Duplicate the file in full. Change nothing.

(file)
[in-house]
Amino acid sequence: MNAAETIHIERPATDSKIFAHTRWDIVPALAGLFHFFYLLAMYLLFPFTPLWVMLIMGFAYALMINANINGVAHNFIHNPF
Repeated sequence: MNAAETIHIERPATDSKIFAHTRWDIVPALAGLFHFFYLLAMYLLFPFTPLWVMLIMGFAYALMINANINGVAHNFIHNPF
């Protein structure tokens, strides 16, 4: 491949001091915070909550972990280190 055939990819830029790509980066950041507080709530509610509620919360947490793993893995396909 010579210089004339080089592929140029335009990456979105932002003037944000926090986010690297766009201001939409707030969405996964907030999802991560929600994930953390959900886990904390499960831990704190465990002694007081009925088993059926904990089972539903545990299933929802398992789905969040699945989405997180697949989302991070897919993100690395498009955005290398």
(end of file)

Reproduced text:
[in-house]
Amino acid sequence: MNAAETIHIERPATDSKIFAHTRWDIVPALAGLFHFFYLLAMYLLFPFTPLWVMLIMGFAYALMINANINGVAHNFIHNPF
Repeated sequence: MNAAETIHIERPATDSKIFAHTRWDIVPALAGLFHFFYLLAMYLLFPFTPLWVMLIMGFAYALMINANINGVAHNFIHNPF
């Protein structure tokens, strides 16, 4: 491949001091915070909550972990280190 055939990819830029790509980066950041507080709530509610509620919360947490793993893995396909 010579210089004339080089592929140029335009990456979105932002003037944000926090986010690297766009201001939409707030969405996964907030999802991560929600994930953390959900886990904390499960831990704190465990002694007081009925088993059926904990089972539903545990299933929802398992789905969040699945989405997180697949989302991070897919993100690395498009955005290398």